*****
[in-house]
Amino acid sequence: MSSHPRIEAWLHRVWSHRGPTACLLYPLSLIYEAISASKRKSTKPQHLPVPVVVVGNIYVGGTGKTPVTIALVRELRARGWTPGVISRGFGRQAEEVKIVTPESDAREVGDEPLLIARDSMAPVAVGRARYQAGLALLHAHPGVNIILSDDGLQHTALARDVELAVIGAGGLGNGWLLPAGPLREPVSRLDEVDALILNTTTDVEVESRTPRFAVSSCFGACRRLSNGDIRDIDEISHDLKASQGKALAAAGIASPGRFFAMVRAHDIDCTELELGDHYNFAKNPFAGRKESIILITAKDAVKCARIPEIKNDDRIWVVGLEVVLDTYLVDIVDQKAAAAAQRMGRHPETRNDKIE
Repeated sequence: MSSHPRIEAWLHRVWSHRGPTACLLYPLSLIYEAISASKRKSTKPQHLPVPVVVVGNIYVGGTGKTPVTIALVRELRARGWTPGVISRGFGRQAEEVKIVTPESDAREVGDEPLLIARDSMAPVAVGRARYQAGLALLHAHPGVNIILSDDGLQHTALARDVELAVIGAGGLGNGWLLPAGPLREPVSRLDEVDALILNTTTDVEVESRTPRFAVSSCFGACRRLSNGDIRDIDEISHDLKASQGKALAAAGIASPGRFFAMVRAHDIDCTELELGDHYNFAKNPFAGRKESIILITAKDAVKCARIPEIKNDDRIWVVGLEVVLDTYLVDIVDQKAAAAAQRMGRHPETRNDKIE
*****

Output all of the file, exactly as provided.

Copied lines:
[in-house]
Amino acid sequence: MSSHPRIEAWLHRVWSHRGPTACLLYPLSLIYEAISASKRKSTKPQHLPVPVVVVGNIYVGGTGKTPVTIALVRELRARGWTPGVISRGFGRQAEEVKIVTPESDAREVGDEPLLIARDSMAPVAVGRARYQAGLALLHAHPGVNIILSDDGLQHTALARDVELAVIGAGGLGNGWLLPAGPLREPVSRLDEVDALILNTTTDVEVESRTPRFAVSSCFGACRRLSNGDIRDIDEISHDLKASQGKALAAAGIASPGRFFAMVRAHDIDCTELELGDHYNFAKNPFAGRKESIILITAKDAVKCARIPEIKNDDRIWVVGLEVVLDTYLVDIVDQKAAAAAQRMGRHPETRNDKIE
Repeated sequence: MSSHPRIEAWLHRVWSHRGPTACLLYPLSLIYEAISASKRKSTKPQHLPVPVVVVGNIYVGGTGKTPVTIALVRELRARGWTPGVISRGFGRQAEEVKIVTPESDAREVGDEPLLIARDSMAPVAVGRARYQAGLALLHAHPGVNIILSDDGLQHTALARDVELAVIGAGGLGNGWLLPAGPLREPVSRLDEVDALILNTTTDVEVESRTPRFAVSSCFGACRRLSNGDIRDIDEISHDLKASQGKALAAAGIASPGRFFAMVRAHDIDCTELELGDHYNFAKNPFAGRKESIILITAKDAVKCARIPEIKNDDRIWVVGLEVVLDTYLVDIVDQKAAAAAQRMGRHPETRNDKIE